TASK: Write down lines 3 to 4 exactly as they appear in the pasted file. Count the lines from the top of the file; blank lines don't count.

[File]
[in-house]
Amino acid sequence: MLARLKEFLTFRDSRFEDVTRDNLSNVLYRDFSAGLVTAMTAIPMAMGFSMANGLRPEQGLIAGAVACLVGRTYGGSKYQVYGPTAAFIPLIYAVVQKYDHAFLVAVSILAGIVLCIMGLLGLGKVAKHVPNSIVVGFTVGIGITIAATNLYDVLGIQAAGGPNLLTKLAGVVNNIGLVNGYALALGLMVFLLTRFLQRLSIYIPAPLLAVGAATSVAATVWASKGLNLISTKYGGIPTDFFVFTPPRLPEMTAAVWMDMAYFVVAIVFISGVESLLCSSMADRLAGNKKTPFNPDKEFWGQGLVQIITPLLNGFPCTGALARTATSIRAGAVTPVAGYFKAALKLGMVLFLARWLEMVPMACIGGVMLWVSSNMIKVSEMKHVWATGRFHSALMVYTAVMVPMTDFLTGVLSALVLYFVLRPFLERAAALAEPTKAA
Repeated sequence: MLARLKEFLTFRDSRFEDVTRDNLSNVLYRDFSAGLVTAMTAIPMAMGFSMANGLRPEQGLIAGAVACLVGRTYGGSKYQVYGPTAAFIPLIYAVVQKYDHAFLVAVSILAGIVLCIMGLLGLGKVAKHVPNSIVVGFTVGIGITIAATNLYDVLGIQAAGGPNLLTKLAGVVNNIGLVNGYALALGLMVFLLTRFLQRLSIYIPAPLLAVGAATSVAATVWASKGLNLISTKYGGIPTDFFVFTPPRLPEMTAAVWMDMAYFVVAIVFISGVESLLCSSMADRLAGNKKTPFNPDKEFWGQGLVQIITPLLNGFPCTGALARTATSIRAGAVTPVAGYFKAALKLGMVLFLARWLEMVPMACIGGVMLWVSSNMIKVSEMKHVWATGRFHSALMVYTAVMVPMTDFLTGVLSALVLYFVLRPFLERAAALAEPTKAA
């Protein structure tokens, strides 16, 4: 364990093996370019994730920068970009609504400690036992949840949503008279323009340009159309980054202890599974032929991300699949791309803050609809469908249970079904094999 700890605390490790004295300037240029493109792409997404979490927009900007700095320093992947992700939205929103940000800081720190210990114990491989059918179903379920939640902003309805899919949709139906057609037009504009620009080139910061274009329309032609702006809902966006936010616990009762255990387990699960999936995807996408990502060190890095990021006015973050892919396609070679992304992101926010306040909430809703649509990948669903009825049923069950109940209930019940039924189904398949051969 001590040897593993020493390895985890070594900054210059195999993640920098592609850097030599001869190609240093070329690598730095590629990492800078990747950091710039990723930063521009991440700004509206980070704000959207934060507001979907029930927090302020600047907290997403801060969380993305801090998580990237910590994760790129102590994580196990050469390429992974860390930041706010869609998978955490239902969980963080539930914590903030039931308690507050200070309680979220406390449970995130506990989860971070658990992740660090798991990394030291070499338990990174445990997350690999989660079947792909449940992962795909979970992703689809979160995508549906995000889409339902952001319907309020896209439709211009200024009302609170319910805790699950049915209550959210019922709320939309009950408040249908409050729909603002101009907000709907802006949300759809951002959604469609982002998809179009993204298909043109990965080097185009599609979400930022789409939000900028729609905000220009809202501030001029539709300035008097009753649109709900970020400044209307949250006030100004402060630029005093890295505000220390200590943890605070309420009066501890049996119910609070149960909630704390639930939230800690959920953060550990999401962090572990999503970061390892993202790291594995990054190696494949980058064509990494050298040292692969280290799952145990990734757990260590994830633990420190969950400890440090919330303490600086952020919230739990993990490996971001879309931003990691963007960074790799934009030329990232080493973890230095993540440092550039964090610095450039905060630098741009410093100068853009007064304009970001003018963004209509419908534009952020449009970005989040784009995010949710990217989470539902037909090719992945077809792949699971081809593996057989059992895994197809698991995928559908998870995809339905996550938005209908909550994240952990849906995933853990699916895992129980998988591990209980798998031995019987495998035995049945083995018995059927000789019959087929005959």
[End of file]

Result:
Repeated sequence: MLARLKEFLTFRDSRFEDVTRDNLSNVLYRDFSAGLVTAMTAIPMAMGFSMANGLRPEQGLIAGAVACLVGRTYGGSKYQVYGPTAAFIPLIYAVVQKYDHAFLVAVSILAGIVLCIMGLLGLGKVAKHVPNSIVVGFTVGIGITIAATNLYDVLGIQAAGGPNLLTKLAGVVNNIGLVNGYALALGLMVFLLTRFLQRLSIYIPAPLLAVGAATSVAATVWASKGLNLISTKYGGIPTDFFVFTPPRLPEMTAAVWMDMAYFVVAIVFISGVESLLCSSMADRLAGNKKTPFNPDKEFWGQGLVQIITPLLNGFPCTGALARTATSIRAGAVTPVAGYFKAALKLGMVLFLARWLEMVPMACIGGVMLWVSSNMIKVSEMKHVWATGRFHSALMVYTAVMVPMTDFLTGVLSALVLYFVLRPFLERAAALAEPTKAA
């Protein structure tokens, strides 16, 4: 364990093996370019994730920068970009609504400690036992949840949503008279323009340009159309980054202890599974032929991300699949791309803050609809469908249970079904094999 700890605390490790004295300037240029493109792409997404979490927009900007700095320093992947992700939205929103940000800081720190210990114990491989059918179903379920939640902003309805899919949709139906057609037009504009620009080139910061274009329309032609702006809902966006936010616990009762255990387990699960999936995807996408990502060190890095990021006015973050892919396609070679992304992101926010306040909430809703649509990948669903009825049923069950109940209930019940039924189904398949051969 001590040897593993020493390895985890070594900054210059195999993640920098592609850097030599001869190609240093070329690598730095590629990492800078990747950091710039990723930063521009991440700004509206980070704000959207934060507001979907029930927090302020600047907290997403801060969380993305801090998580990237910590994760790129102590994580196990050469390429992974860390930041706010869609998978955490239902969980963080539930914590903030039931308690507050200070309680979220406390449970995130506990989860971070658990992740660090798991990394030291070499338990990174445990997350690999989660079947792909449940992962795909979970992703689809979160995508549906995000889409339902952001319907309020896209439709211009200024009302609170319910805790699950049915209550959210019922709320939309009950408040249908409050729909603002101009907000709907802006949300759809951002959604469609982002998809179009993204298909043109990965080097185009599609979400930022789409939000900028729609905000220009809202501030001029539709300035008097009753649109709900970020400044209307949250006030100004402060630029005093890295505000220390200590943890605070309420009066501890049996119910609070149960909630704390639930939230800690959920953060550990999401962090572990999503970061390892993202790291594995990054190696494949980058064509990494050298040292692969280290799952145990990734757990260590994830633990420190969950400890440090919330303490600086952020919230739990993990490996971001879309931003990691963007960074790799934009030329990232080493973890230095993540440092550039964090610095450039905060630098741009410093100068853009007064304009970001003018963004209509419908534009952020449009970005989040784009995010949710990217989470539902037909090719992945077809792949699971081809593996057989059992895994197809698991995928559908998870995809339905996550938005209908909550994240952990849906995933853990699916895992129980998988591990209980798998031995019987495998035995049945083995018995059927000789019959087929005959």